1. First, we intend to assess the role of gender in the trajectories and practices of the members of these organizations. On the one hand, gender shapes the motives for affiliation, the activists ‘careers’ and the division of work within these organizations. On the other, political engagement and activism can redefine the public/private divide and affect gender relations in other spheres such as the family and work (Fillieule and Roux 2009). Populist radical right and far right organizations construct, reproduce and transform gender at the interplay with other unequal social relations, shaping differential symbolic and material opportunities for men and women of different classes, sexualities and ages, to join and use their ideologies to make sense of their lives (Bacchetta and Power 2002, Blee 2002). How does gender shape the experiences and motives of activists, and how is it transformed or reproduced within these organizations? How does the instrumental mobilization of gender issues by these organizations interplay with the recruitment of new generations of members? To what extent do female leaders in these organizations challenge charismatic masculine models of leadership which have traditionally been associated with these organizations (Meret et alii, 2016)?

2. Secondly, the papers will focus on the strategic uses of gender in the field of political communication. Gender is a distinctive feature in the political field, increasing or decreasing the value of candidacies (Achin and Béréni, 2009). It is at the core of struggles for political positions for attracting voters/activists. By a strange turnaround – and more probably misappropriation - of stigma (Goffman, 1975), gender become a ‘contingent attribute’ (Dulong and Lévêque, 2002) in media-friendly ultra-male political landscape (Boudillon, 2005). To what extent can the claim of representing women support a process of “modernization” of the public image of these organizations, which historically champion traditional models of gender and the family, or even express antifeminist positions? To what extent does this mobilization of the themes of gender equality and women’s rights contribute to obscure political issues or to racialise social relations ? Is this new gendered discourse effective in securing new constituencies and memberships for these organizations (Givens 2004; Sineau, 2014; Amengay Abdelkarim et al., 2017)? Or does it simply expand theirtraditional support in conservative audiences (Blee, MacGee Deutsch, 2012)? What is the role of gender issues in their propaganda and political programs, and how are these related to other issues and claims in their discourses? Have their discourses and programmes on gender evolved over time?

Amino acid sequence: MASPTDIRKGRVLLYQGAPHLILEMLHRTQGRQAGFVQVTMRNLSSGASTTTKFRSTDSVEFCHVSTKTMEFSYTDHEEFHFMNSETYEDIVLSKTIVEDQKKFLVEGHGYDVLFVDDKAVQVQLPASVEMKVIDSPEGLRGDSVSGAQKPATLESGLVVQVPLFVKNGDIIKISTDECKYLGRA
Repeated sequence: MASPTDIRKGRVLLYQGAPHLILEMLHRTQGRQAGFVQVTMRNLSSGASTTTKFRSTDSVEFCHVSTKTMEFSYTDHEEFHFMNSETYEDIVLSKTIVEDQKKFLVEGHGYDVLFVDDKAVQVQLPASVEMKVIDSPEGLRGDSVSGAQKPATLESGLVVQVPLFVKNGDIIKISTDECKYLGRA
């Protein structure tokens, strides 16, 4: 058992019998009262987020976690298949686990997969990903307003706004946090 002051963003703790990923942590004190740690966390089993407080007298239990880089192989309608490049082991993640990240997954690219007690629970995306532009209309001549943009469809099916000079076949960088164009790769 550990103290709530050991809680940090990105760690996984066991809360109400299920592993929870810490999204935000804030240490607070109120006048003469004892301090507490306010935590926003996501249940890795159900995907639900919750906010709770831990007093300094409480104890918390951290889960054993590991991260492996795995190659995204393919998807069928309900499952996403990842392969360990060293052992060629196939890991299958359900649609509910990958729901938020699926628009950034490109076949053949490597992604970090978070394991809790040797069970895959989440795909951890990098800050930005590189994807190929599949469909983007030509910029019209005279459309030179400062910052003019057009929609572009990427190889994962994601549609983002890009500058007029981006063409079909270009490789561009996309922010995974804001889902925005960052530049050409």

All methodological approaches are welcome. The analysis of a digital corpus will be valued (analysis of discourses, messages or public relations, images, tweets, press releases, blogs, websites…). Web 2.0 is now a primary stage where these strategic identities are spread (Bouron, 2017; Dezé 2015; 2011). Qualitative and ethnographic approaches exploring gender social relationships hinge on others social relationships (class, age, ethnicity, sexuality) (Fillieule and Roux 2009) will be particularly welcome.